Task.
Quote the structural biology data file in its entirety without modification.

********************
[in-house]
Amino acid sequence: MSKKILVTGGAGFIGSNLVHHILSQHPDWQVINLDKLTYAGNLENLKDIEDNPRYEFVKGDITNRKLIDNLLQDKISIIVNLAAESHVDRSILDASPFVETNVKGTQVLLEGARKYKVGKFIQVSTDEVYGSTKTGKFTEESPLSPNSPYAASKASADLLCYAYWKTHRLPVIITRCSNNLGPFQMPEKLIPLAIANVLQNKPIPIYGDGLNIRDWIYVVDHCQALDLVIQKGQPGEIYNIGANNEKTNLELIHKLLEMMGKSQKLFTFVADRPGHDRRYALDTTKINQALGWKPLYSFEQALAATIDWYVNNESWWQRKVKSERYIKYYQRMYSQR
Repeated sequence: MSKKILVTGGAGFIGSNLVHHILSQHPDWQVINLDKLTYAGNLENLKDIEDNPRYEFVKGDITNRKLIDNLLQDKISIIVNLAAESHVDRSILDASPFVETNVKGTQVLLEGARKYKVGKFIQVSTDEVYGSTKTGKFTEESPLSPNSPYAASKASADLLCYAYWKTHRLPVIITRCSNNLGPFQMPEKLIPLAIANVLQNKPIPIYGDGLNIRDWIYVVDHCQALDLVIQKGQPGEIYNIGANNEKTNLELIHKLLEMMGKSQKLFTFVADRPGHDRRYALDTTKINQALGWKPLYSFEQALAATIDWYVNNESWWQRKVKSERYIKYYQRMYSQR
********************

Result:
[in-house]
Amino acid sequence: MSKKILVTGGAGFIGSNLVHHILSQHPDWQVINLDKLTYAGNLENLKDIEDNPRYEFVKGDITNRKLIDNLLQDKISIIVNLAAESHVDRSILDASPFVETNVKGTQVLLEGARKYKVGKFIQVSTDEVYGSTKTGKFTEESPLSPNSPYAASKASADLLCYAYWKTHRLPVIITRCSNNLGPFQMPEKLIPLAIANVLQNKPIPIYGDGLNIRDWIYVVDHCQALDLVIQKGQPGEIYNIGANNEKTNLELIHKLLEMMGKSQKLFTFVADRPGHDRRYALDTTKINQALGWKPLYSFEQALAATIDWYVNNESWWQRKVKSERYIKYYQRMYSQR
Repeated sequence: MSKKILVTGGAGFIGSNLVHHILSQHPDWQVINLDKLTYAGNLENLKDIEDNPRYEFVKGDITNRKLIDNLLQDKISIIVNLAAESHVDRSILDASPFVETNVKGTQVLLEGARKYKVGKFIQVSTDEVYGSTKTGKFTEESPLSPNSPYAASKASADLLCYAYWKTHRLPVIITRCSNNLGPFQMPEKLIPLAIANVLQNKPIPIYGDGLNIRDWIYVVDHCQALDLVIQKGQPGEIYNIGANNEKTNLELIHKLLEMMGKSQKLFTFVADRPGHDRRYALDTTKINQALGWKPLYSFEQALAATIDWYVNNESWWQRKVKSERYIKYYQRMYSQR